So, Jack goes back to the past due to plot device and defeats Aku. He beats the bad guy, gets to marry the girl he fell in love with. Who then disappears during the walk up to the altar. The unintentional amusing bit was that it was apparently looney tunes temporal physics. Everything was fine until she realized the paradox and then she disappears. Like a cartoon character runs off the edge of a cliff but only falls when they look down. I can’t think of any other explanation why it happens right when it does. So… Jack doesn’t get anything in the end. Actually… This honestly reminds me of the ending of the third (fourth?) Austraeoh ponyfic story that made me drop that series. A moment of closure and reward and comfort for the characters that gets ruined at the last minute. Samurai Jack was better in that it wasn’t a terrible depressing moment. I mean, him being sad and coming to terms with the loss isn’t all that bad. Just seems… Shallow and mean is all. After 50 years of hopeless fighting, he finds love and gets to have a normal life with a wife. That would be a nice ending. Him getting no reward, like Aki is trapped in the future or something, would have been a good ending. The mix of the two just kind of sucked. I will never like the out of nowhere twist that turns a happy ending into a non-happy ending. A twist can be nice when pulled off, but it has to be foreshadowed or be something really interesting. This was neither.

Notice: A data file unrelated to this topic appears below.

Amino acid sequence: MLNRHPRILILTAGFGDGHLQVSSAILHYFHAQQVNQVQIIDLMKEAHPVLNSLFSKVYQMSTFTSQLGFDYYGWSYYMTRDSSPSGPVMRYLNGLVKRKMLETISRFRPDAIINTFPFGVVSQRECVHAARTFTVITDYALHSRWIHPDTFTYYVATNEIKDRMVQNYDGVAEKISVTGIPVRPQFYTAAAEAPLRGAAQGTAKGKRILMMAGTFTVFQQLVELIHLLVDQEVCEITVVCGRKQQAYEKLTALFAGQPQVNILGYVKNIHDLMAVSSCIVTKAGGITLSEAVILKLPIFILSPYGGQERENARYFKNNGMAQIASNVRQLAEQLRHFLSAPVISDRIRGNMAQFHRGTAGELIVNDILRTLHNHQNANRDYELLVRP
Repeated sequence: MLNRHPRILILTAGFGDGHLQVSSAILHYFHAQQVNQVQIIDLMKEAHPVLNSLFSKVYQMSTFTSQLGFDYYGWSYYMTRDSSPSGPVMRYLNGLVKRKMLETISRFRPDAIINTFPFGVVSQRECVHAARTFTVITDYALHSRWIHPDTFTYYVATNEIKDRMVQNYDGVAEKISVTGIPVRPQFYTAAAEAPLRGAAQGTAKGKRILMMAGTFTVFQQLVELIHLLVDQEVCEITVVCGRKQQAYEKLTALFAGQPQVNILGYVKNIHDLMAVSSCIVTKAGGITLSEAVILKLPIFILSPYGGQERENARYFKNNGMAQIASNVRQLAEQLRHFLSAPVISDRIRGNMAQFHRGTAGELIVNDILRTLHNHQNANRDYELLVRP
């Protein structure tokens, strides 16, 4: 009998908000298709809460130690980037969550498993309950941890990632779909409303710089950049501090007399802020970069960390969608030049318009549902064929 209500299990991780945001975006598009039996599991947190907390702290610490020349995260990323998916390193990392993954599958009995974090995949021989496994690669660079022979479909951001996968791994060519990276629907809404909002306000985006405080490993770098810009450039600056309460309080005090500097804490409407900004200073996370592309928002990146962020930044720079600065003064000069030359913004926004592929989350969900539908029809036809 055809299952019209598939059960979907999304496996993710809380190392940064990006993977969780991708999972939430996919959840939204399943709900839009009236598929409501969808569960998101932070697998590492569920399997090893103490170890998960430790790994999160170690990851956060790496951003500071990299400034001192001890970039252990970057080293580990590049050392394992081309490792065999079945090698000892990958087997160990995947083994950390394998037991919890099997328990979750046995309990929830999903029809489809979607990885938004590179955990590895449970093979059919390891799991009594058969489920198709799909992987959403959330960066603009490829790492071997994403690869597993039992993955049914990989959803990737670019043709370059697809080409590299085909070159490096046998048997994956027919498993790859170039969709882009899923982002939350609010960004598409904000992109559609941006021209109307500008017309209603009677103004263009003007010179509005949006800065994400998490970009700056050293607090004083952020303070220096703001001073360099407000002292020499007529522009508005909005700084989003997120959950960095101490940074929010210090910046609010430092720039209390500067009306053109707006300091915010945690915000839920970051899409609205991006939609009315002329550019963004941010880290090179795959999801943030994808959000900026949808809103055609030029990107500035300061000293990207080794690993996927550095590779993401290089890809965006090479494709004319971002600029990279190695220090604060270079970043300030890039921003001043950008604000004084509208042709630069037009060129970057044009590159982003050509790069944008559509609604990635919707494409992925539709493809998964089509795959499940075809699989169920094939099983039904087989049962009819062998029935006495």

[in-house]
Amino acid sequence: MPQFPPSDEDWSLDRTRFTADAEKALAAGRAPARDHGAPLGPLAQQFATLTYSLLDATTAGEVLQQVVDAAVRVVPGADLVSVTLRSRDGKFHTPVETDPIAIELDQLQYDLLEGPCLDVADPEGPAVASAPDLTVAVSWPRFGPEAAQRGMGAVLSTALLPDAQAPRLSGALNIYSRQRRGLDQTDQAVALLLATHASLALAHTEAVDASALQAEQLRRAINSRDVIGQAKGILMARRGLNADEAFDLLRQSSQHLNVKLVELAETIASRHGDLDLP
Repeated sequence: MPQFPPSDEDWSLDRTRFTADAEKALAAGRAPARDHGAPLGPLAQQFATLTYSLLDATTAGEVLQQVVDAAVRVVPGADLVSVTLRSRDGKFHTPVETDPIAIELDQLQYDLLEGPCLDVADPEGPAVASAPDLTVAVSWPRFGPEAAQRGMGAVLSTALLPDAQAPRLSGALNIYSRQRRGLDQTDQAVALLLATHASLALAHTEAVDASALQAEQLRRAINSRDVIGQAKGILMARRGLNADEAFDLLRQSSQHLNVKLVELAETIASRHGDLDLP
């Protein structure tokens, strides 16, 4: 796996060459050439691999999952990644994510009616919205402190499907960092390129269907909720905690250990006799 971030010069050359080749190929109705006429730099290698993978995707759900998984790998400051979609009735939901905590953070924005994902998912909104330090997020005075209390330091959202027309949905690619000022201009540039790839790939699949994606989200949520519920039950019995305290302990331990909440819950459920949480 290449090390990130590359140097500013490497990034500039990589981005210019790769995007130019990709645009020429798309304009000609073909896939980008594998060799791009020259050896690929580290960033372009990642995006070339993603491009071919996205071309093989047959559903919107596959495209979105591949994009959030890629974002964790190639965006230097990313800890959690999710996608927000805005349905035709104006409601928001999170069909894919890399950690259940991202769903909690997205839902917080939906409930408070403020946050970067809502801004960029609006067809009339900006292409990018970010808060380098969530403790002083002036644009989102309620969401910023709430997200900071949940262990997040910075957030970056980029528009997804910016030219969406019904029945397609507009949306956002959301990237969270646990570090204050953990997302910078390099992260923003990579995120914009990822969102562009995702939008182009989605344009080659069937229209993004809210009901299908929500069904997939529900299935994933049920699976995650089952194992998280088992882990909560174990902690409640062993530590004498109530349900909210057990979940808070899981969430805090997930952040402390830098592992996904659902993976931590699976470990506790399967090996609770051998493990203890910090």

Plus, I was really hoping for more then just ten episodes. When I heard Samurai Jack was coming back I was hoping for at least two or three full seasons of it. So disappointment on several levels. Still worth watching. Just could have been amazing and it was merely decent to good.